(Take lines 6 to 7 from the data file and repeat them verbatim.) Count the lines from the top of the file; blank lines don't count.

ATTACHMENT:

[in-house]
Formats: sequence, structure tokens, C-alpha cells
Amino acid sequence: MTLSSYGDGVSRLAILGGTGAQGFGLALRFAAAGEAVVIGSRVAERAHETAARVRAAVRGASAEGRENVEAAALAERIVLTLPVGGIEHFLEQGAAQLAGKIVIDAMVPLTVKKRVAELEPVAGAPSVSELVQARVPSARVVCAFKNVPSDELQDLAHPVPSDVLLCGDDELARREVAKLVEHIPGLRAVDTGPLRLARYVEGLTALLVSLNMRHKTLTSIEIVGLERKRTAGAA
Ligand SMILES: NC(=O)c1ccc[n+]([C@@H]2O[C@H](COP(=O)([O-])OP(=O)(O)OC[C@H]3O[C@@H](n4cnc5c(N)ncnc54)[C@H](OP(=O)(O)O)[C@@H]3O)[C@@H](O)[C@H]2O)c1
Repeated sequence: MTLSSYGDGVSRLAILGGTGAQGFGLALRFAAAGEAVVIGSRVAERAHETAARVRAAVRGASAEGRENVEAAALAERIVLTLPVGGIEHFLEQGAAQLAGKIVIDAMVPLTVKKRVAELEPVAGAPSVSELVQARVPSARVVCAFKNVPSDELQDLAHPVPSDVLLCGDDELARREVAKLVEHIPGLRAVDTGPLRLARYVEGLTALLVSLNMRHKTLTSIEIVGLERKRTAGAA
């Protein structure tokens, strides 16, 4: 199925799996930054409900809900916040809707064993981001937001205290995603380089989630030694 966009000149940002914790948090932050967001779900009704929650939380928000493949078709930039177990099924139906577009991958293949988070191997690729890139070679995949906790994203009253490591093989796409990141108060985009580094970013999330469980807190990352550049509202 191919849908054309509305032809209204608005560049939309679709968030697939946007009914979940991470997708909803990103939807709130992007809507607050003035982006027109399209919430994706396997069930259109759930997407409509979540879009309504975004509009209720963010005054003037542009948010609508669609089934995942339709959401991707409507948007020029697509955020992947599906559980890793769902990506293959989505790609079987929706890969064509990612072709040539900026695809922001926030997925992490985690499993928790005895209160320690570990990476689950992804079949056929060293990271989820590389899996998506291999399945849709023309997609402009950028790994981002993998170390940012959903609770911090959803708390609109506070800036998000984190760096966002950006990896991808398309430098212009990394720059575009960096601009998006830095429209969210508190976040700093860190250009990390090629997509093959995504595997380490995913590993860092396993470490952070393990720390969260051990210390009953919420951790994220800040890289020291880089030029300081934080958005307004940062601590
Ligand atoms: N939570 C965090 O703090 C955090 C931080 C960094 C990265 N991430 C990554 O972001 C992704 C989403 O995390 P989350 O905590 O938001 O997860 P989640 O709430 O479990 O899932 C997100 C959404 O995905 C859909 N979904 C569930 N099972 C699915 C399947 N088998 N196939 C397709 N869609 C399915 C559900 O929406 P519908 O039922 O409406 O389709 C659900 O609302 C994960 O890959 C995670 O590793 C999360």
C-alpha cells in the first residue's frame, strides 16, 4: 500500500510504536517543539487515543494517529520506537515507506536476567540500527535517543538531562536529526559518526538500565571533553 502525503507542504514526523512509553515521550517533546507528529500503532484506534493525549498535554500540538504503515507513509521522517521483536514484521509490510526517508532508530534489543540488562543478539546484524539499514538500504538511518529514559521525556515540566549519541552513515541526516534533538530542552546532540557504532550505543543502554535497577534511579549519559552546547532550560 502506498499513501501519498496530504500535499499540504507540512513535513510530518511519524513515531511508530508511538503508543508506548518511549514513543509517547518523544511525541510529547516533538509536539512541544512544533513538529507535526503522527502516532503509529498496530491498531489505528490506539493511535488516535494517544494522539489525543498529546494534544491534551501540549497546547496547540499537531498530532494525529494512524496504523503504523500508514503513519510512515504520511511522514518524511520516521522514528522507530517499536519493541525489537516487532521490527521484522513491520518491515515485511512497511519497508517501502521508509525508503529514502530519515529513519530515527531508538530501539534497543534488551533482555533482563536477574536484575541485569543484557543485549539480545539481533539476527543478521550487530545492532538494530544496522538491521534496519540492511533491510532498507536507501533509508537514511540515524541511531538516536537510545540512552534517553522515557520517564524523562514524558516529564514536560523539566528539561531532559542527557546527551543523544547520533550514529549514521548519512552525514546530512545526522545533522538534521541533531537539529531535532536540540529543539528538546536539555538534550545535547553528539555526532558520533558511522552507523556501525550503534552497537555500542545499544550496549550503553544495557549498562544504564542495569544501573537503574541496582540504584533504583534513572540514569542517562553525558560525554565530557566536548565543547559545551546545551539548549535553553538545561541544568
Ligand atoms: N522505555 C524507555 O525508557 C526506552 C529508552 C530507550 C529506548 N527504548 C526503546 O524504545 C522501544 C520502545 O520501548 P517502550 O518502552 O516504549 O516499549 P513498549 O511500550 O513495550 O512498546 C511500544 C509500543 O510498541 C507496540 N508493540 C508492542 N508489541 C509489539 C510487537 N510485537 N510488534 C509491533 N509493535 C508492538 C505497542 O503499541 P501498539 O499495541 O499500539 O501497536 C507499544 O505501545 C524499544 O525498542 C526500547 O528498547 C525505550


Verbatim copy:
């Protein structure tokens, strides 16, 4: 199925799996930054409900809900916040809707064993981001937001205290995603380089989630030694 966009000149940002914790948090932050967001779900009704929650939380928000493949078709930039177990099924139906577009991958293949988070191997690729890139070679995949906790994203009253490591093989796409990141108060985009580094970013999330469980807190990352550049509202 191919849908054309509305032809209204608005560049939309679709968030697939946007009914979940991470997708909803990103939807709130992007809507607050003035982006027109399209919430994706396997069930259109759930997407409509979540879009309504975004509009209720963010005054003037542009948010609508669609089934995942339709959401991707409507948007020029697509955020992947599906559980890793769902990506293959989505790609079987929706890969064509990612072709040539900026695809922001926030997925992490985690499993928790005895209160320690570990990476689950992804079949056929060293990271989820590389899996998506291999399945849709023309997609402009950028790994981002993998170390940012959903609770911090959803708390609109506070800036998000984190760096966002950006990896991808398309430098212009990394720059575009960096601009998006830095429209969210508190976040700093860190250009990390090629997509093959995504595997380490995913590993860092396993470490952070393990720390969260051990210390009953919420951790994220800040890289020291880089030029300081934080958005307004940062601590
Ligand atoms: N939570 C965090 O703090 C955090 C931080 C960094 C990265 N991430 C990554 O972001 C992704 C989403 O995390 P989350 O905590 O938001 O997860 P989640 O709430 O479990 O899932 C997100 C959404 O995905 C859909 N979904 C569930 N099972 C699915 C399947 N088998 N196939 C397709 N869609 C399915 C559900 O929406 P519908 O039922 O409406 O389709 C659900 O609302 C994960 O890959 C995670 O590793 C999360």